Realistically a simple straightforward extension will cost 4 to 6K.

                  It is fair to say that part of the negotiated lease extension amount put forward does include an amount for the cost of the applicant making a statutory application- "it'll cost them £x K to argue, add it on".
                  Based on the information posted, I offer my thoughts.Any action you then take is your liability. While commending individual effort, there is no substitute for a thorough review of documents and facts by paid for professional advisers.

                  Comment


                    #10
                    Originally posted by leaseholdanswers View Post
                    Realistically a simple straightforward extension will cost 4 to 6K.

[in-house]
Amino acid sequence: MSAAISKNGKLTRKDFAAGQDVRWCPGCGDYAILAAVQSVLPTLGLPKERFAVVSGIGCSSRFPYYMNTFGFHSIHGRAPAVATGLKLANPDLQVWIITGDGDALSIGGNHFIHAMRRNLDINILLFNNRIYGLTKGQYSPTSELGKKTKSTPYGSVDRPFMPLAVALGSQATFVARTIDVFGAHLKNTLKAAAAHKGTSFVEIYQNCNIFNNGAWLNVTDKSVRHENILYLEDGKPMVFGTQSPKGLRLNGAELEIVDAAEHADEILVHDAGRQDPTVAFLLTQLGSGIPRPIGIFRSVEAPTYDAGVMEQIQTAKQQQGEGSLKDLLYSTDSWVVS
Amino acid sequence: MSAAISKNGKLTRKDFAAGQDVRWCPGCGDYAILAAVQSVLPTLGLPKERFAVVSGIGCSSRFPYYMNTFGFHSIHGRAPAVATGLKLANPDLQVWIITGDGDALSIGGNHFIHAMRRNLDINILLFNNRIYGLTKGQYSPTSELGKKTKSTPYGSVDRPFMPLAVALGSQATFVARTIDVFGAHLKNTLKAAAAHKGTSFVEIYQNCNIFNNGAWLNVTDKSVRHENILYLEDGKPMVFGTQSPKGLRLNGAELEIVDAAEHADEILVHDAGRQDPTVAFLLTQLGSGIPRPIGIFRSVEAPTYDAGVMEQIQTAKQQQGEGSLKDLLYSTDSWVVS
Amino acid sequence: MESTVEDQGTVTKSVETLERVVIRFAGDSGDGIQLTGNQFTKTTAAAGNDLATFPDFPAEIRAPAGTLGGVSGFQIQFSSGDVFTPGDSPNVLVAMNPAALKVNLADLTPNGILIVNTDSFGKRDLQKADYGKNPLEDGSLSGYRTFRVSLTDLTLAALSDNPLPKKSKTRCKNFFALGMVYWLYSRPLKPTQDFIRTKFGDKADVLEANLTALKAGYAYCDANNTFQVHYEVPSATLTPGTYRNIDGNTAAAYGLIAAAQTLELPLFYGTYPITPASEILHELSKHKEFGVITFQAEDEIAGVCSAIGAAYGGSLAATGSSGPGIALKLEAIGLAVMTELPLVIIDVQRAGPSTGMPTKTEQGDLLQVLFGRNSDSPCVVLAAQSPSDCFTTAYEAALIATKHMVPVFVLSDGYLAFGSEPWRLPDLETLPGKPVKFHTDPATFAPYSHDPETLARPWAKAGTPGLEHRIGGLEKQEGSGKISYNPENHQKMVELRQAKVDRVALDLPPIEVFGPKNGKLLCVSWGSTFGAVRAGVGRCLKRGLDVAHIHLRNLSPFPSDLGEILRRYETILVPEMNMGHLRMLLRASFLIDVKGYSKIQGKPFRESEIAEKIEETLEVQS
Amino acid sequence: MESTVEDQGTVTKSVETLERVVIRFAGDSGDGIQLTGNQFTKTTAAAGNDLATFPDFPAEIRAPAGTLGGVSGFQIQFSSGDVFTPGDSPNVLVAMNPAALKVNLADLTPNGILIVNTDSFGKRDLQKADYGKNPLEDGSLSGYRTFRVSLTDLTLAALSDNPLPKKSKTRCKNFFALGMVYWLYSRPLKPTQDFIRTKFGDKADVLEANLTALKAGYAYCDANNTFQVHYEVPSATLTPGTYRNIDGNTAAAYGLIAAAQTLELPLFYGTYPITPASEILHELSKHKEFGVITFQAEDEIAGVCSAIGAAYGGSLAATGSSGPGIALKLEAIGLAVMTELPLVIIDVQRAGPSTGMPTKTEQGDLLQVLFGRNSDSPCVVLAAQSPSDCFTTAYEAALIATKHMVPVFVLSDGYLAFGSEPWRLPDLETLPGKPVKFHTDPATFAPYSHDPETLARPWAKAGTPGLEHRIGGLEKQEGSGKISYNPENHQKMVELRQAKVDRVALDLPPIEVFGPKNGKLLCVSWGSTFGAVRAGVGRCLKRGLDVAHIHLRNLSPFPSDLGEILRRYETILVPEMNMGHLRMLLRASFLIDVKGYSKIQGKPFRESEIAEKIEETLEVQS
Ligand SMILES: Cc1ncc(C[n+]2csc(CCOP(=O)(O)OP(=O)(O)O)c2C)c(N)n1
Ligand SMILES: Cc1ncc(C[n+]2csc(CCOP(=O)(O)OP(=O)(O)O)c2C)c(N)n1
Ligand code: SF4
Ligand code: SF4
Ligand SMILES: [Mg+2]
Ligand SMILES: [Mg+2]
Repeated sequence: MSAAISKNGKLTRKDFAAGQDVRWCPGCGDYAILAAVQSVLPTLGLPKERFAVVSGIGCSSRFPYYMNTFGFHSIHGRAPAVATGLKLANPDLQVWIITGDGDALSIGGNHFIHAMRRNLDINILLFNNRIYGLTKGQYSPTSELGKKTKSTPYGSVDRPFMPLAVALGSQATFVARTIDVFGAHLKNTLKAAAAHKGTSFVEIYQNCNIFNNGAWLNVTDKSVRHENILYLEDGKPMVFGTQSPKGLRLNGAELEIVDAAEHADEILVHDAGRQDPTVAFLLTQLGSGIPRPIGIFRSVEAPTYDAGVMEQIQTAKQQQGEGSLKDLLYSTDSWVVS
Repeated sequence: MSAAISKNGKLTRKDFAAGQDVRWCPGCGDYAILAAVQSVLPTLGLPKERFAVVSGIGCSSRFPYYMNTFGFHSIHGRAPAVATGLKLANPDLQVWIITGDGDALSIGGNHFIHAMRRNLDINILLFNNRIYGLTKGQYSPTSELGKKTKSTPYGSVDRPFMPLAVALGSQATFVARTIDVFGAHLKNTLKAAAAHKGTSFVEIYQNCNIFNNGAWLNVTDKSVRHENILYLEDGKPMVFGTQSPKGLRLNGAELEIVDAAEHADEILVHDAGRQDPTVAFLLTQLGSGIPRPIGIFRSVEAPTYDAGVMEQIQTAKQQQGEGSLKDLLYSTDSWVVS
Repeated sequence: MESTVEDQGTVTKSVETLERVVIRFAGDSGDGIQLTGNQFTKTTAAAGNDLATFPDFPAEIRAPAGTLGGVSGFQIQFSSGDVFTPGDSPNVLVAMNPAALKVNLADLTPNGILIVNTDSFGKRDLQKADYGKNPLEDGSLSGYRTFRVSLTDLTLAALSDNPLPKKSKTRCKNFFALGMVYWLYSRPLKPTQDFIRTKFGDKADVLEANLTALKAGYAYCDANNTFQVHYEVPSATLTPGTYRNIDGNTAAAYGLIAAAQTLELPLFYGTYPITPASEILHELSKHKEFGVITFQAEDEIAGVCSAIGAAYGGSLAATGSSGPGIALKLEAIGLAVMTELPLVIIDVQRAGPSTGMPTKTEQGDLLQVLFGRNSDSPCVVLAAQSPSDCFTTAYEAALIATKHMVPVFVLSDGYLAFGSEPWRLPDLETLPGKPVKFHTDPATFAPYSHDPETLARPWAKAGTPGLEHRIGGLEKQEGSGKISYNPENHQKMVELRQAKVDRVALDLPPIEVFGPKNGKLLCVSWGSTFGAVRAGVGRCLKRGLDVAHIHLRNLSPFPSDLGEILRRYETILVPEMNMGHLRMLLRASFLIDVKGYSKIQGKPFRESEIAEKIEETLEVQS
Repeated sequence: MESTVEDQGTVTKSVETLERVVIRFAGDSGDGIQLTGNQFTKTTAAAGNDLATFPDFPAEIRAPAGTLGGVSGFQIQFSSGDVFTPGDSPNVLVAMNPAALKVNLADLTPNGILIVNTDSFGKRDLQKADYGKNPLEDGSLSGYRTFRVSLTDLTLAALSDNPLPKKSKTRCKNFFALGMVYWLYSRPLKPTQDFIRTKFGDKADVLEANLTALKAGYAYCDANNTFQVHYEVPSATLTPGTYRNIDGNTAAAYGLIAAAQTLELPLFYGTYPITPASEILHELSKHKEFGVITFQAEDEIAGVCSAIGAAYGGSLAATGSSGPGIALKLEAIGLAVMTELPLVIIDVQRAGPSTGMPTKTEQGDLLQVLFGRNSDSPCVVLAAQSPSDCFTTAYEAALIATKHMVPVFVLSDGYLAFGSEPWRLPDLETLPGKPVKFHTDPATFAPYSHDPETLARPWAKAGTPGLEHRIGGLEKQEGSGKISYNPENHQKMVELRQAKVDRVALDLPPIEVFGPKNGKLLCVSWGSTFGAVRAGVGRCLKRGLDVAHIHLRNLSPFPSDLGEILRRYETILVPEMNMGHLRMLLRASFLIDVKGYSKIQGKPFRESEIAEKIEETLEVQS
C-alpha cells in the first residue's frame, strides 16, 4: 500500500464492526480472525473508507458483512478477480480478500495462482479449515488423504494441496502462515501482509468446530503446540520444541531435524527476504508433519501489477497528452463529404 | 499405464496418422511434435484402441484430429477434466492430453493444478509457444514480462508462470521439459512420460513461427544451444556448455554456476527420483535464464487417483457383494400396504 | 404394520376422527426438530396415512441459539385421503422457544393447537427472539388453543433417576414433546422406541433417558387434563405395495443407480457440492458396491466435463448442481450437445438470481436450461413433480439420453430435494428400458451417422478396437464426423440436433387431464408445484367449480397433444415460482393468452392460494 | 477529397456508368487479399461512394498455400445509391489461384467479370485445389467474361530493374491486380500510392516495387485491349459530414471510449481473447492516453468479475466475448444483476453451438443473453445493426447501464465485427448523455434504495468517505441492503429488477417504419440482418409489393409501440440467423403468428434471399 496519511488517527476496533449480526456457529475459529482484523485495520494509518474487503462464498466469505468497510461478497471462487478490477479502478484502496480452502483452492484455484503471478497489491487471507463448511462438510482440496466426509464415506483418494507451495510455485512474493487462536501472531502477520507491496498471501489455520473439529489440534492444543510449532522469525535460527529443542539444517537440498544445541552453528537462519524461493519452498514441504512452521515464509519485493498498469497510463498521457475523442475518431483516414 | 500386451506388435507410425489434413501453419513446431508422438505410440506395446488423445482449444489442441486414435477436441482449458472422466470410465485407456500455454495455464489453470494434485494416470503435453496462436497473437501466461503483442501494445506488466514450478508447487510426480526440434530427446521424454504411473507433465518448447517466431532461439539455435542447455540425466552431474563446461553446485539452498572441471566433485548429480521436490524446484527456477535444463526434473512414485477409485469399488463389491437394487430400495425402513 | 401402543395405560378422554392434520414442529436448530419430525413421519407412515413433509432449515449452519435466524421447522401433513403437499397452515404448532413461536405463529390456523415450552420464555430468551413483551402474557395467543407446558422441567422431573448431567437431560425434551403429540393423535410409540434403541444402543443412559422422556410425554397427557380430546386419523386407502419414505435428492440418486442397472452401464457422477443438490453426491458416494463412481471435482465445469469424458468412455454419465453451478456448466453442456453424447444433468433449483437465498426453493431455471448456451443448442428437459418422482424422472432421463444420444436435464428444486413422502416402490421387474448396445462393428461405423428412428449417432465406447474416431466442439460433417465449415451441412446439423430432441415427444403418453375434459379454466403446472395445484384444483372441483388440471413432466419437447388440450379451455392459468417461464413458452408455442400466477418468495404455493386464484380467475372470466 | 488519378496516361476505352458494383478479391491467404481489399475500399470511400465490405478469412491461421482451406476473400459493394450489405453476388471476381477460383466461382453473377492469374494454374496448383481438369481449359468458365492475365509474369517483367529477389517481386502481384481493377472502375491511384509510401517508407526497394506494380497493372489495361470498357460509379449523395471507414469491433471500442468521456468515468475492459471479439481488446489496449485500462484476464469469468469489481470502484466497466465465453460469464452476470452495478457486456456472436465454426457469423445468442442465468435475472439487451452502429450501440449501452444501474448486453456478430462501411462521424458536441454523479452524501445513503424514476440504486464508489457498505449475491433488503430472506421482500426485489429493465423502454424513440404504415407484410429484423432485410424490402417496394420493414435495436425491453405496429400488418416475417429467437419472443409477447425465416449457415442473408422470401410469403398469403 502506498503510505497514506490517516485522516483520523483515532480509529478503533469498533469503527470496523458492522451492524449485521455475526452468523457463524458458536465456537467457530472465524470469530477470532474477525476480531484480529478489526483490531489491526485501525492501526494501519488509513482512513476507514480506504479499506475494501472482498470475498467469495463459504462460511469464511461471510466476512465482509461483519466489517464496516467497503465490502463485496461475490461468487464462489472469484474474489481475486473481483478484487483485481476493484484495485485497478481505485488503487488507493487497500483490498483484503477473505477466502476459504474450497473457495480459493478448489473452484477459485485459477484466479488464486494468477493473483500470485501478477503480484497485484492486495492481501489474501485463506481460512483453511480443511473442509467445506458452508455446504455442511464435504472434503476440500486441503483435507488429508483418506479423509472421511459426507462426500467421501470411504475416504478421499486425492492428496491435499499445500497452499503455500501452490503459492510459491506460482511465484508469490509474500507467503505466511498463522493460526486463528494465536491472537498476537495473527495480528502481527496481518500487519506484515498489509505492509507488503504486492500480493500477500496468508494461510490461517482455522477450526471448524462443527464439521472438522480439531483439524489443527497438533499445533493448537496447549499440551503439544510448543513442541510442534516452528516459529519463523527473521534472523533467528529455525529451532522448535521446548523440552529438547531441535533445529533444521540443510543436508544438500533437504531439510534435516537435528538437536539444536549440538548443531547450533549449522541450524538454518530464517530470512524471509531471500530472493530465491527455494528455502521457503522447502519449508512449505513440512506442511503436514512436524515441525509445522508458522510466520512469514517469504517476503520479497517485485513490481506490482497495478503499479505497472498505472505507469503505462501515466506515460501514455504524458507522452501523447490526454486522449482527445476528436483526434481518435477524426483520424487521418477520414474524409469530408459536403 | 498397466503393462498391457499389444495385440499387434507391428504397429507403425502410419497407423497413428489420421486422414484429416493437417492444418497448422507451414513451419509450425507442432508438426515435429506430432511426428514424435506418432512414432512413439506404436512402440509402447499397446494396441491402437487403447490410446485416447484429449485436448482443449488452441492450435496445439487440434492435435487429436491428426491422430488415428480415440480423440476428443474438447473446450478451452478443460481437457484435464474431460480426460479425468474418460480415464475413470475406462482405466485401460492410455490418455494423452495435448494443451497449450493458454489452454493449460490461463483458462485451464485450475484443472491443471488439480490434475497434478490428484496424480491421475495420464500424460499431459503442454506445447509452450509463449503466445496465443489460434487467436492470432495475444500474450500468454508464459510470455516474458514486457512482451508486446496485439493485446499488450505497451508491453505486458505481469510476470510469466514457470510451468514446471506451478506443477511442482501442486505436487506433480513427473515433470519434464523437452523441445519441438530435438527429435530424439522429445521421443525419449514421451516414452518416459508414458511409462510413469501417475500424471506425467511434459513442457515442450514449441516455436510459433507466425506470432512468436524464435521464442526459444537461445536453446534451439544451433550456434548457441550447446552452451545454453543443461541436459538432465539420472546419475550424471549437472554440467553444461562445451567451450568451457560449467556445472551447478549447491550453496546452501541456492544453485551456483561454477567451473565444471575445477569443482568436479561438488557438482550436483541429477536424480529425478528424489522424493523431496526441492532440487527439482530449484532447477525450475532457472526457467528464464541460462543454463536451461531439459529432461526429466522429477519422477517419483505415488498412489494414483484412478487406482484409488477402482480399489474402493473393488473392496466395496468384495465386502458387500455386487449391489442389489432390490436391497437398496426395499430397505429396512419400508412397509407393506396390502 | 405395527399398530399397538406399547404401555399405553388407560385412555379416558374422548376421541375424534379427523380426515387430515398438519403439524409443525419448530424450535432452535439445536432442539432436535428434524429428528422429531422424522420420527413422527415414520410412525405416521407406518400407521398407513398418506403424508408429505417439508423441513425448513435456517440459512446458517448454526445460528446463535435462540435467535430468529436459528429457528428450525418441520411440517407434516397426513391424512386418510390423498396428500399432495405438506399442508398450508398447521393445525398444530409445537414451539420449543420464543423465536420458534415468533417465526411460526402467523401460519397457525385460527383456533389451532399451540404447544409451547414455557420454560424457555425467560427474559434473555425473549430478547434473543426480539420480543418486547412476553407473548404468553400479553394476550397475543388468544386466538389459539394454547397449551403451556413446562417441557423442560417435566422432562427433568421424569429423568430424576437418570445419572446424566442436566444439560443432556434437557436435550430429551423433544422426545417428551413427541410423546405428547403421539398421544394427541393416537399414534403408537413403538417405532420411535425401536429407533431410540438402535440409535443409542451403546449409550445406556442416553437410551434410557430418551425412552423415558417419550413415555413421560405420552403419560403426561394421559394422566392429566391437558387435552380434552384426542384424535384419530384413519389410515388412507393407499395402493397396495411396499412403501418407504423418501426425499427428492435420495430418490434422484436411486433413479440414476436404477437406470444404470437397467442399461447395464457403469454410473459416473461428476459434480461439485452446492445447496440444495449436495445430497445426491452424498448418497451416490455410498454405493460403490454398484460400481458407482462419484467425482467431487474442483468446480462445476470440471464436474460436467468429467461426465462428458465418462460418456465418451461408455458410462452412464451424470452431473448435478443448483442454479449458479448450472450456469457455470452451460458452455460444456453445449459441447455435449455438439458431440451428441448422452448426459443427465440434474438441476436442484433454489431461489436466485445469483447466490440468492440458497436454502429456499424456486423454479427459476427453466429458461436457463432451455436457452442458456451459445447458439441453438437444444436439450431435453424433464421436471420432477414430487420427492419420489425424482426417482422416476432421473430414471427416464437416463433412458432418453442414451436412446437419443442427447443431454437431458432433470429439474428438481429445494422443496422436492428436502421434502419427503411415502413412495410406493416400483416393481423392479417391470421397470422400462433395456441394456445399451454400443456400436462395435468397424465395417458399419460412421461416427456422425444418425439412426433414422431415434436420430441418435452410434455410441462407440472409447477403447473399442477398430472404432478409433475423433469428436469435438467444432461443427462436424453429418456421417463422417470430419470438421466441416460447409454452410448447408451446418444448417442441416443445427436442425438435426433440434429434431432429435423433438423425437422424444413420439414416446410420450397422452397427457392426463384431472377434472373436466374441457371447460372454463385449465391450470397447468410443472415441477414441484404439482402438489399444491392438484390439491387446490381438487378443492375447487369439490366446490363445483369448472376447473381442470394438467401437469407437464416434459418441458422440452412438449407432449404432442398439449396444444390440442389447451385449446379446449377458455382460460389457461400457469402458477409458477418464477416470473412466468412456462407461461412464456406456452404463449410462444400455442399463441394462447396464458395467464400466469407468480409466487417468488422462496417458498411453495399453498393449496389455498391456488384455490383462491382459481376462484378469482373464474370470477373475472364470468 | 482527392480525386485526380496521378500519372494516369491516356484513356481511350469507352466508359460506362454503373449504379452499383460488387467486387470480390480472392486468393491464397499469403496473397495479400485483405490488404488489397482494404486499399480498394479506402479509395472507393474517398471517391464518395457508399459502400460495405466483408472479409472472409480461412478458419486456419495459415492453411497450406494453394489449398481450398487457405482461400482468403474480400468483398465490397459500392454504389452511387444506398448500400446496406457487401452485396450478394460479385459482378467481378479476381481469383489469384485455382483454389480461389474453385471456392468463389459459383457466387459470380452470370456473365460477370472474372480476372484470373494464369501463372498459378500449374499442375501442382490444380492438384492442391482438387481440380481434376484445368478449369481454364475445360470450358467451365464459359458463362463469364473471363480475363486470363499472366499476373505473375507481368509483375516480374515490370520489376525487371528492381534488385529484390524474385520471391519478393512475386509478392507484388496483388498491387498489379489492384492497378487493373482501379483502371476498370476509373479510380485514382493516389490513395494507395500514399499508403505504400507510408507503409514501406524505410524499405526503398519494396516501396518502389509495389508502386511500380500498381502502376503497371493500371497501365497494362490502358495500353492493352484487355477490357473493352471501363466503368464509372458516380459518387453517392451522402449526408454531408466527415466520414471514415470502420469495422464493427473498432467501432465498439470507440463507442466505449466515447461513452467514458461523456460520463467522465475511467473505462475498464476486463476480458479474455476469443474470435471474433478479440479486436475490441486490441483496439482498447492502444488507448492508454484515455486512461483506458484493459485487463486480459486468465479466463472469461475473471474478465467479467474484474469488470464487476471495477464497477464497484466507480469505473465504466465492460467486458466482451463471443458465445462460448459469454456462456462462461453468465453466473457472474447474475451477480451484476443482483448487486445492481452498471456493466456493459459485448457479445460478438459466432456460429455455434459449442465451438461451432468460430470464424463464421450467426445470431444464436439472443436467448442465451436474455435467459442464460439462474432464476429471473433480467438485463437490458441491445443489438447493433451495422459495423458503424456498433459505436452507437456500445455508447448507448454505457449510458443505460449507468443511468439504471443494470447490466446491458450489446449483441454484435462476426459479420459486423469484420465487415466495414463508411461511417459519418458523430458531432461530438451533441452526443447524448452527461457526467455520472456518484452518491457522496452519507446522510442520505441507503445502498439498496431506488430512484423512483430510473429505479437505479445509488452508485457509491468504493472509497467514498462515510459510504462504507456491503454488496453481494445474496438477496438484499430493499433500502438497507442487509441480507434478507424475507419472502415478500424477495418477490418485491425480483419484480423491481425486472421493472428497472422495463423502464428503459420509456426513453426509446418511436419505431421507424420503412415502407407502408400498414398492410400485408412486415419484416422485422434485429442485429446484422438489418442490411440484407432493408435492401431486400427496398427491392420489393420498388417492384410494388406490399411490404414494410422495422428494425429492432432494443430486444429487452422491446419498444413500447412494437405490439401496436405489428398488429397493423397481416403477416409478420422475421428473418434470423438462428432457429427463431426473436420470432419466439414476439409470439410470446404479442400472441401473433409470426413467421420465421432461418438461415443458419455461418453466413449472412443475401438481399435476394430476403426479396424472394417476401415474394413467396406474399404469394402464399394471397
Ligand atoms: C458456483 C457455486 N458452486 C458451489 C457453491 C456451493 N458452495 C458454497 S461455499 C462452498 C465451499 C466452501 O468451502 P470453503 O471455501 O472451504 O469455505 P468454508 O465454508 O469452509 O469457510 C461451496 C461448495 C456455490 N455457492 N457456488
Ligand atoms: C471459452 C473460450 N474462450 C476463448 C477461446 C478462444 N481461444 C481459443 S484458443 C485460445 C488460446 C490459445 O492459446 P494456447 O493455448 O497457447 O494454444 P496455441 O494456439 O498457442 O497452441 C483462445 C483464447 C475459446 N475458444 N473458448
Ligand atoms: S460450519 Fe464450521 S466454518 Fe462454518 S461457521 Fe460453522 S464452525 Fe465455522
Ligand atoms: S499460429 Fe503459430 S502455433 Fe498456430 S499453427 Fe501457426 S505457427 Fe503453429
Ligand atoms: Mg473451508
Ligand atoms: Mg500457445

It is fair to say that part of the negotiated lease extension amount put forward does include an amount for the cost of the applicant making a statutory application- "it'll cost them £x K to argue, add it on".
                    Thanks for that. Can i just confirm the £4-£6k you mention here is for the legal costs, serving notice etc on top of the value of the extension (valued at £10,800)?
                    If thats the case it would definitely be better to take the deal they've offered wouldn't it?

                    Comment


                      #11
                      Get a quote from a solicitor specialising in 90 year statutory lease extension who can tell you what the real costs should be. Ask for a quote from KatieCohen and legalmaze etc. Dont accept offers for 28 or 54 year extensions at higher ground rent- its really a form of switch selling .

                      Just go for the 90 years + peppercorn ground rent. Ask your mortgage lender to help you on financing.

                      Comment